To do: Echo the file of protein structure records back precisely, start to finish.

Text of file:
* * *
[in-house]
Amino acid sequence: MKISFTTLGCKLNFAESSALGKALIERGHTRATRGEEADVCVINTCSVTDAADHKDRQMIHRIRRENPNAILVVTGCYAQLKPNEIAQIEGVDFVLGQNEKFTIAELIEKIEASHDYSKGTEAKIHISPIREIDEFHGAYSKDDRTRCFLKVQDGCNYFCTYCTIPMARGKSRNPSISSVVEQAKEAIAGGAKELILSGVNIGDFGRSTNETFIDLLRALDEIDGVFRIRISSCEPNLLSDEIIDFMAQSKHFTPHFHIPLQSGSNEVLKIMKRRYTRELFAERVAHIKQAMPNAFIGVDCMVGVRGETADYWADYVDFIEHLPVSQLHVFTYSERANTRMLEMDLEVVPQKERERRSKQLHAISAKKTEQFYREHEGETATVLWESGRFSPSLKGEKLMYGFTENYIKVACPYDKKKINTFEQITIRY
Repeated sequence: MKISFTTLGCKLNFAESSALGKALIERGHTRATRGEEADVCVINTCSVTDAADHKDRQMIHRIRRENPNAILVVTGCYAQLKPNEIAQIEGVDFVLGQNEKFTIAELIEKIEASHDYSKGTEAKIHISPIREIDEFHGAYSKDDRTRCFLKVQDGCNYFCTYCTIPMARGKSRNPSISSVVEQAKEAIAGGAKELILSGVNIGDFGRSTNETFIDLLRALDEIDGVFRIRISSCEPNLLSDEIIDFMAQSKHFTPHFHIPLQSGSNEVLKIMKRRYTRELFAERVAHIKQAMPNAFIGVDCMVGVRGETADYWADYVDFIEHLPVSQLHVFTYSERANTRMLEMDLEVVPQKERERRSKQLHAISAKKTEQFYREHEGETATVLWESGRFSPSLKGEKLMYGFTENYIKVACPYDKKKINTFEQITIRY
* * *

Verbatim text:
[in-house]
Amino acid sequence: MKISFTTLGCKLNFAESSALGKALIERGHTRATRGEEADVCVINTCSVTDAADHKDRQMIHRIRRENPNAILVVTGCYAQLKPNEIAQIEGVDFVLGQNEKFTIAELIEKIEASHDYSKGTEAKIHISPIREIDEFHGAYSKDDRTRCFLKVQDGCNYFCTYCTIPMARGKSRNPSISSVVEQAKEAIAGGAKELILSGVNIGDFGRSTNETFIDLLRALDEIDGVFRIRISSCEPNLLSDEIIDFMAQSKHFTPHFHIPLQSGSNEVLKIMKRRYTRELFAERVAHIKQAMPNAFIGVDCMVGVRGETADYWADYVDFIEHLPVSQLHVFTYSERANTRMLEMDLEVVPQKERERRSKQLHAISAKKTEQFYREHEGETATVLWESGRFSPSLKGEKLMYGFTENYIKVACPYDKKKINTFEQITIRY
Repeated sequence: MKISFTTLGCKLNFAESSALGKALIERGHTRATRGEEADVCVINTCSVTDAADHKDRQMIHRIRRENPNAILVVTGCYAQLKPNEIAQIEGVDFVLGQNEKFTIAELIEKIEASHDYSKGTEAKIHISPIREIDEFHGAYSKDDRTRCFLKVQDGCNYFCTYCTIPMARGKSRNPSISSVVEQAKEAIAGGAKELILSGVNIGDFGRSTNETFIDLLRALDEIDGVFRIRISSCEPNLLSDEIIDFMAQSKHFTPHFHIPLQSGSNEVLKIMKRRYTRELFAERVAHIKQAMPNAFIGVDCMVGVRGETADYWADYVDFIEHLPVSQLHVFTYSERANTRMLEMDLEVVPQKERERRSKQLHAISAKKTEQFYREHEGETATVLWESGRFSPSLKGEKLMYGFTENYIKVACPYDKKKINTFEQITIRY